At the next signal, a little beggar girl, in a dirty frock and matted hair came to us. As she knocked on our window, I looked at her. Even if the dirt and desperation were an act. The poverty was real. I turned back to see Kabir, looking at me intently. I instantly made a decision. I reached into my purse and handed him some coins. He opened his window and gave them to the girl.

Better to teach him the lesson of sympathy than understand the complexities of life at this age. Let him coin his own dilemmas when he becomes older.  I relaxed and  turned on the radio. Even though it may be ‘wrong ‘ Giving (even though not enough)certainly brought more satisfaction than not giving at all. Just when we were about to reach home. Kabir spoke up again. “Mom how much did we give that girl?”. “Two coins” I said. “How many rupees was that?” he asked. “Two I think”. I answered. “Mumma is that enough to get her food?” That hit me like a bag of stones. I mentally kicked myself . Where was my mind? Had I just taught my son a lesson in empathy or  ‘tokenism’?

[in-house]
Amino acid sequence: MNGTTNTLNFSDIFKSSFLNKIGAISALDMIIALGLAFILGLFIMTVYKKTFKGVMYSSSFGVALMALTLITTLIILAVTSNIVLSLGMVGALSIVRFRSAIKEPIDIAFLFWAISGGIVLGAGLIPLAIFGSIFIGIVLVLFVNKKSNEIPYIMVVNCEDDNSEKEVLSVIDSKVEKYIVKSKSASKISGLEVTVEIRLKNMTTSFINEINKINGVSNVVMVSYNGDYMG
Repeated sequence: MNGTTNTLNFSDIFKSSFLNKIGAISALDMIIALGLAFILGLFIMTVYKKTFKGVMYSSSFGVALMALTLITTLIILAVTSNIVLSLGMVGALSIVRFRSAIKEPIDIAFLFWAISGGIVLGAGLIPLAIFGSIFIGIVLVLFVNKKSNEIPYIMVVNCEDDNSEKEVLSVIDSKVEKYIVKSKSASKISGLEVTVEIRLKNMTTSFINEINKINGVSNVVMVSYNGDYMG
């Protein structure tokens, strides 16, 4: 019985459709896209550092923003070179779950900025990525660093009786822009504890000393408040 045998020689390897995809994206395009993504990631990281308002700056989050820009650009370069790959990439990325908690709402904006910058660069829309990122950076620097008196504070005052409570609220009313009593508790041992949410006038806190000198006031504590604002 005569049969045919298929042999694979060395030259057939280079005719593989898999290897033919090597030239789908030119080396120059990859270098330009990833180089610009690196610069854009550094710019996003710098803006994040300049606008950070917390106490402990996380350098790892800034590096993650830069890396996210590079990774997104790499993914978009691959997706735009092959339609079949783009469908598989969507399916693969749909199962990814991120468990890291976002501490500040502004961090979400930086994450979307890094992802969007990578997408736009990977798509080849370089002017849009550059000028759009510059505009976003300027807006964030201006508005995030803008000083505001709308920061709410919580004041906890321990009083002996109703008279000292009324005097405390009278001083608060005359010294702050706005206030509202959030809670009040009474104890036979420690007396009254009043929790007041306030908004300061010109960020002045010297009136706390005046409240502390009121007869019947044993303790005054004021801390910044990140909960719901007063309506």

Not sure about what to say,I kept quiet.  “I am sure two rupees are a lot! Aren’t they mumma?  My friend gets two rupees a week for pocket -money!” and he happily skipped away.

I was glad the moment was over. Thank god for  innocence! I know I will get a second chance. And then I will be better  prepared, to teach the lesson better.

Have you ever faced a similar dilemma? What do you do when a beggar approaches you?

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23 Comments Add yours

  1. sudhavgoel says:

    the same incident happened with me.a pregnant lady with a companion .she seemed as if in labour,and wanted help.my daughter and my son in law to be were in the car with me.i shifted in my back seat and asked them to be seated so i cud drop them at the hospital.but they refused and wanted only money.helpless i gave them money.then shailesh told me ,that it was all fake.and true enough the next day,at the same red light crossing the duo were there.as if about to deliver on the road.sapna this is a big ? mark.do we help or not?

    1. don’t know mumma. Obviously this is outright cheating and doesn’t deserve help. But what if sometime someone is actually in need. How does one judge the really needy from the fake.

  2. Most of the times my heart comes in the way and wins. 😦

    1. and that calls for a happy face 🙂